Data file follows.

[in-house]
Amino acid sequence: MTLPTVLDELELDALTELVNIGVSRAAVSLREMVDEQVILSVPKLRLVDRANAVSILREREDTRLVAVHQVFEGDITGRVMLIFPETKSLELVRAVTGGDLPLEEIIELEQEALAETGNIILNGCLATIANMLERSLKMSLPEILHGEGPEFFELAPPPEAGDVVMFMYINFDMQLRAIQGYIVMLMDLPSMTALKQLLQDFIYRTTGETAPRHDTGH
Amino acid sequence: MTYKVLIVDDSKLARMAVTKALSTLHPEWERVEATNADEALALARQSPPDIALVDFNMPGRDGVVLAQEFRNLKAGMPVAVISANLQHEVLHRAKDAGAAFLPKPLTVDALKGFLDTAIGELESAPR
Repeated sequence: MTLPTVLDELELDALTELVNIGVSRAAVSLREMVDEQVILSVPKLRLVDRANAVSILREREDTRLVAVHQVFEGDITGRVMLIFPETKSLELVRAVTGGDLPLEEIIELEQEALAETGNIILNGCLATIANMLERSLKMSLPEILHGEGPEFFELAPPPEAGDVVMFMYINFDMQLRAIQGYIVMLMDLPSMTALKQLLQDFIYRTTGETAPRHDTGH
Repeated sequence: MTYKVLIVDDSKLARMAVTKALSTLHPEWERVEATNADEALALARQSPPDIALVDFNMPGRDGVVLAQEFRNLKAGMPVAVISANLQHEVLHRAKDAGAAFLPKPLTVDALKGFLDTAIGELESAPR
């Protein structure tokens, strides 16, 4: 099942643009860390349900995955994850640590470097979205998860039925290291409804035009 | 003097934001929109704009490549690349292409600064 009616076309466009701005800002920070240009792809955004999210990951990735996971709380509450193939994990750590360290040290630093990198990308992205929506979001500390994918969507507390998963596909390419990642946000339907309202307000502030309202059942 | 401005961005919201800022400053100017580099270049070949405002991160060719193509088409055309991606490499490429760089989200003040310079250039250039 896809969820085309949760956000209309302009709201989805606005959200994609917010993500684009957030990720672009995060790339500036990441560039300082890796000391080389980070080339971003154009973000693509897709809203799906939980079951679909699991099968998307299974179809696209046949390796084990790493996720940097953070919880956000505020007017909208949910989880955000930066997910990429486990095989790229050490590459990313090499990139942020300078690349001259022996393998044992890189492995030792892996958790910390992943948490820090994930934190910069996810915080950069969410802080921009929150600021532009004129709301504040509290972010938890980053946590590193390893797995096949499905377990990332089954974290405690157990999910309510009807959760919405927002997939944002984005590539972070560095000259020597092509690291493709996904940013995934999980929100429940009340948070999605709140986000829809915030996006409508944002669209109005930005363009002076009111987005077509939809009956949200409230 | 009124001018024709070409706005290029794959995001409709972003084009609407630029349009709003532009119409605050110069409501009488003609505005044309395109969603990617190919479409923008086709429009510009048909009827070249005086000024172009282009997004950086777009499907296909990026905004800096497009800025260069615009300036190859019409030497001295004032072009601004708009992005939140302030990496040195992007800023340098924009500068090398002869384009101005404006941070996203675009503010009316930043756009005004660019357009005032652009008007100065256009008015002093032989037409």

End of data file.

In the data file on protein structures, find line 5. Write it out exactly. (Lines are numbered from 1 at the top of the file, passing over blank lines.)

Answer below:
Repeated sequence: MTYKVLIVDDSKLARMAVTKALSTLHPEWERVEATNADEALALARQSPPDIALVDFNMPGRDGVVLAQEFRNLKAGMPVAVISANLQHEVLHRAKDAGAAFLPKPLTVDALKGFLDTAIGELESAPR